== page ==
The ability to communicate with each other is what separates human beings from animals. There are between 5,000 and 7,000 languages spoken throughout the world. The fact that there are so many different languages and yet we are still able to communicate is an amazing thing, and here at BatchGeo, we thought it would be pretty amazing to compile all of the most popular official languages throughout the world into one map.
View Official Languages by Country in a full screen map
As you can see on the map above, the most popular languages are available for filtering using the BatchGeo grouping feature.
There are five languages that are official in 10 or more countries: English (64), French (32), Arabic (27), Spanish (23), and Portuguese (10).
In addition to being the most popular, English is the only language officially designated on all six populated continents. Most of the 64 countries in which English is an official language are former territories of the British Empire.
Due to France’s position throughout history, as well as a history of colonialism, French is spoken throughout the world. Its designation as an official language, however, is situated mostly in Europe and Africa. The exceptions: Canada, Haiti, and Vanuatu.
Arabic, while nearly as common as French, is even more focused in its region of popularity. The Middle East and Northern Africa are home to all 27 Arabic-speaking countries. Similarly, many of those countries have some of the highest percentages of Muslim practitioners.
Spanish doesn’t have the European adoption of French, with Spain as the only country on that continent to consider it an official language. Still, Spanish manages to land in the fourth spot due to its incredible popularity in Latin America. Its only other locations are two countries in Africa (Western Sahara, Equatorial Guinea) and as the only language spoken officially on the South Pacific territory of Easter Island.
Finally, Portuguese may be fifth in terms of popularity, but its 10 countries are spread far and wide. The best known are likely Portugal and Brazil. Four others are on mainland Africa and two are African island nations. The other two? Macau (along with Mandarin and Cantonese) and East Timor, near Indonesia.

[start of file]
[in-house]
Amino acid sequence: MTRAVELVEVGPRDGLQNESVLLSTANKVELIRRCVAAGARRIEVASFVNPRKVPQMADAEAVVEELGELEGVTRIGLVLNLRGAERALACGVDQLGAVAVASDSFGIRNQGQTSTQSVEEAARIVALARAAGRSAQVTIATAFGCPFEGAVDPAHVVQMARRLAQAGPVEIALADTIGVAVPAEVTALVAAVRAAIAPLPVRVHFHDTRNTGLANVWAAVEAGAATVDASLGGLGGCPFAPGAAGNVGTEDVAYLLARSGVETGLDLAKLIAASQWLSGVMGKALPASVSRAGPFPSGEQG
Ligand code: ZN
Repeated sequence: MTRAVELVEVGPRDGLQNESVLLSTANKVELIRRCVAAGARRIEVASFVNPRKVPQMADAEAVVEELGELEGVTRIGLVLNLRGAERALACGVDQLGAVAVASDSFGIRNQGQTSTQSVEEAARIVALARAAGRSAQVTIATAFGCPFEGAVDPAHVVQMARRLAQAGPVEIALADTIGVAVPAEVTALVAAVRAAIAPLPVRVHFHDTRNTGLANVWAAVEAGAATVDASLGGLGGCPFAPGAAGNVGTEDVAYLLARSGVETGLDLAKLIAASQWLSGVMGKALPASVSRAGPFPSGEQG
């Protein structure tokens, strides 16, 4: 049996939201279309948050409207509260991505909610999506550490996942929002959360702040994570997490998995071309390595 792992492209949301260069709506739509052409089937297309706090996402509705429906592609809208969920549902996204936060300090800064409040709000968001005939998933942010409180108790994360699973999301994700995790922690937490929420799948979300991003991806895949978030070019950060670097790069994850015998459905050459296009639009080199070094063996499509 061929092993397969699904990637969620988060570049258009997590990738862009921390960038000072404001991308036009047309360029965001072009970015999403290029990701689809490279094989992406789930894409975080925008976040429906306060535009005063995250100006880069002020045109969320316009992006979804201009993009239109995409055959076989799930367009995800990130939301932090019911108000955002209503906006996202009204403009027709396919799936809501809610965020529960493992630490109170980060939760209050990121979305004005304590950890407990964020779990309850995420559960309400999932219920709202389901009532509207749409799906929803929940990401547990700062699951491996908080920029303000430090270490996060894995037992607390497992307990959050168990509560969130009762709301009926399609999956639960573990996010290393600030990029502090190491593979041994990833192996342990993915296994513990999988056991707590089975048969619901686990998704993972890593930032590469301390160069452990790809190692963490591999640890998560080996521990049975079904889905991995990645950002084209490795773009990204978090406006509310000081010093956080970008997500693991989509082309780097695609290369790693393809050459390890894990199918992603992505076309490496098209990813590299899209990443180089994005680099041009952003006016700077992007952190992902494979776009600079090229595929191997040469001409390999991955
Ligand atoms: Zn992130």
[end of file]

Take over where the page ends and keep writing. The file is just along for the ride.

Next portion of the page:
Half the countries speak only one language, at least as an official language. On the monolingual list, English leads the way again, but not by nearly as much. There are 24 countries with only English as an official language, only 38% of all languages that have adopted English. By comparison, Spanish is the only official language of 19 of the 23 countries (83%) that “hablan español.”
Danish and Armenian have an interesting distinction not shared with any other languages. Danish is the official language in Greenland, Faroe Islands, and Denmark. Armenian is official in Nagorno-Karabakh and Armenia. And in all five of these countries, there is only a single language. In other words, 100% of countries that speak Danish or Armenian are monolingual.
There are another 26 monolingual countries that speak a language that is only official in that country. Most of them will sound familiar because they’re named after the one country that speaks it. For example Hungarian, Bulgarian, Latvian, and Lithuanian are probably not surprises. Some interesting ones from this group include Manx Gaelic (only official language of the Isle of Mann) and Gàidhlig (Scotland)
Despite the large numbers of monolingual countries, a few go the other way. Seven countries have 10 or more official languages. All of these countries are in Africa, which has a history of both tribal dialects and multiple colonial occupants. Together these factors lead to many official languages.
The Republic of Benin, perhaps best known as the birthplace of Voodoo, has a population of only around 11 million. Yet, there are 21 official languages: Aja-Gbe, Anii, Bariba, Biali, Boko, Dendi, Fon-Gbe, Foodo, French, Fula, Gen-Gbe, Lukpa, Mbelime, Nateni, Tammari, Waama, Waci-Gbe, Xwela-Gbe, Yobe, Yom, and Yoruba. While three of Benin’s official languages can be found in other countries (French, Fula, and Yoruba) the rest of Benin’s 17 official languages are found exclusively in the country.
The second country with 10 or more official languages is Senegal. This far west country in Africa has 15 official languages for a population of around 15.5 million people. While French, Fula, Soninke, and Wolof are all languages found elsewhere, 11 of the 15 official languages are unique to Senegal.
Zimbabwe is the third country with 10 or more official languages. There are 14 official languages are spoken in Zimbabwe, which has a population of about 16 million people. Seven of those 14 official languages are exclusive to Zimbabwe, with English, Ndebele, Tswana, Chichewa, Venda, and Xhosa being spoken in other countries but the rest can only be found in Zimbabwe. The southernmost country of Africa, South Africa, right below Zimbabwe, has 12 official languages. Of those 12, four are unique to the country.
Mali, like South Africa, also has 12 official languages, one of which is Arabic which is only spoken in the Northern half of countries within Africa aside from the islands of Comoros in the Southern part. Niger, bordering Mali to the east, has 11 official languages, five of which are exclusively found in Niger. Finally, Ghana has exactly 10 official languages. Aside from English, all of the languages in Ghana are unique to this country.
Whether you live in a country that has one official language or 21 official languages, the map above provides some insights into the countries around the world and the languages spoken there. No matter if you are most familiar with a language that is official in 10 or more countries, or you are more familiar with a language utterly unique to your own country, we’ll always have some form of language to communicate with.